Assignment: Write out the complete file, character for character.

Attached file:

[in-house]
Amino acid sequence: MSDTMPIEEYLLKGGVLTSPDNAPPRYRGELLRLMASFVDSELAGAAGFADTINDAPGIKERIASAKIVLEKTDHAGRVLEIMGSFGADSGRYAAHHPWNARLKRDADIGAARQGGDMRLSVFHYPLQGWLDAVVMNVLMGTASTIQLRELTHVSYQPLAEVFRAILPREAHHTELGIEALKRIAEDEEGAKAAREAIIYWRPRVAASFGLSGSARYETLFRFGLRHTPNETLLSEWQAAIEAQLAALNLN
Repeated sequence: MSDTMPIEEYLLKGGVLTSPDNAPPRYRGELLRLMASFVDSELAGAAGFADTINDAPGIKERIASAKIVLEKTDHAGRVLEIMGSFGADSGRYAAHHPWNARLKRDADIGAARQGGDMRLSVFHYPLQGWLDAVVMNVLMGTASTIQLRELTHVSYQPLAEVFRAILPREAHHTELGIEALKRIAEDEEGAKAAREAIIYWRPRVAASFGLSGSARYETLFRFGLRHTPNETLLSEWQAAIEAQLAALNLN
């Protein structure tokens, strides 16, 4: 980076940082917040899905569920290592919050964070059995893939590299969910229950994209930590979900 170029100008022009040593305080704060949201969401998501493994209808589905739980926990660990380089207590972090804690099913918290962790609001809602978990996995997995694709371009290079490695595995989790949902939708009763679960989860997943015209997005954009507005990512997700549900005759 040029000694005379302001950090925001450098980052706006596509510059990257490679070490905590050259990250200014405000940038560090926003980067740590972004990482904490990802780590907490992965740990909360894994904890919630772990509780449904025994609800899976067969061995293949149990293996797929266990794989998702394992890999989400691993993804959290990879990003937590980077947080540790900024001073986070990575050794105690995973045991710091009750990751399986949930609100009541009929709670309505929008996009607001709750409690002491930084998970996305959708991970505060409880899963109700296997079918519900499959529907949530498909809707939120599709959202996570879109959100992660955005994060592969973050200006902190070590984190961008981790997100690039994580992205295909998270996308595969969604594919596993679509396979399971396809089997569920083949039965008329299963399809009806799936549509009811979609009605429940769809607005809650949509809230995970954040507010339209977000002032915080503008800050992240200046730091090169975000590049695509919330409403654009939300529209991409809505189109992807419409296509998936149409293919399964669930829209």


[in-house]
Amino acid sequence: MSDTMPIEEYLLKGGVLTSPDNAPPRYRGELLRLMASFVDSELAGAAGFADTINDAPGIKERIASAKIVLEKTDHAGRVLEIMGSFGADSGRYAAHHPWNARLKRDADIGAARQGGDMRLSVFHYPLQGWLDAVVMNVLMGTASTIQLRELTHVSYQPLAEVFRAILPREAHHTELGIEALKRIAEDEEGAKAAREAIIYWRPRVAASFGLSGSARYETLFRFGLRHTPNETLLSEWQAAIEAQLAALNLN
Repeated sequence: MSDTMPIEEYLLKGGVLTSPDNAPPRYRGELLRLMASFVDSELAGAAGFADTINDAPGIKERIASAKIVLEKTDHAGRVLEIMGSFGADSGRYAAHHPWNARLKRDADIGAARQGGDMRLSVFHYPLQGWLDAVVMNVLMGTASTIQLRELTHVSYQPLAEVFRAILPREAHHTELGIEALKRIAEDEEGAKAAREAIIYWRPRVAASFGLSGSARYETLFRFGLRHTPNETLLSEWQAAIEAQLAALNLN
């Protein structure tokens, strides 16, 4: 980076940082917040899905569920290592919050964070059995893939590299969910229950994209930590979900 170029100008022009040593305080704060949201969401998501493994209808589905739980926990660990380089207590972090804690099913918290962790609001809602978990996995997995694709371009290079490695595995989790949902939708009763679960989860997943015209997005954009507005990512997700549900005759 040029000694005379302001950090925001450098980052706006596509510059990257490679070490905590050259990250200014405000940038560090926003980067740590972004990482904490990802780590907490992965740990909360894994904890919630772990509780449904025994609800899976067969061995293949149990293996797929266990794989998702394992890999989400691993993804959290990879990003937590980077947080540790900024001073986070990575050794105690995973045991710091009750990751399986949930609100009541009929709670309505929008996009607001709750409690002491930084998970996305959708991970505060409880899963109700296997079918519900499959529907949530498909809707939120599709959202996570879109959100992660955005994060592969973050200006902190070590984190961008981790997100690039994580992205295909998270996308595969969604594919596993679509396979399971396809089997569920083949039965008329299963399809009806799936549509009811979609009605429940769809607005809650949509809230995970954040507010339209977000002032915080503008800050992240200046730091090169975000590049695509919330409403654009939300529209991409809505189109992807419409296509998936149409293919399964669930829209």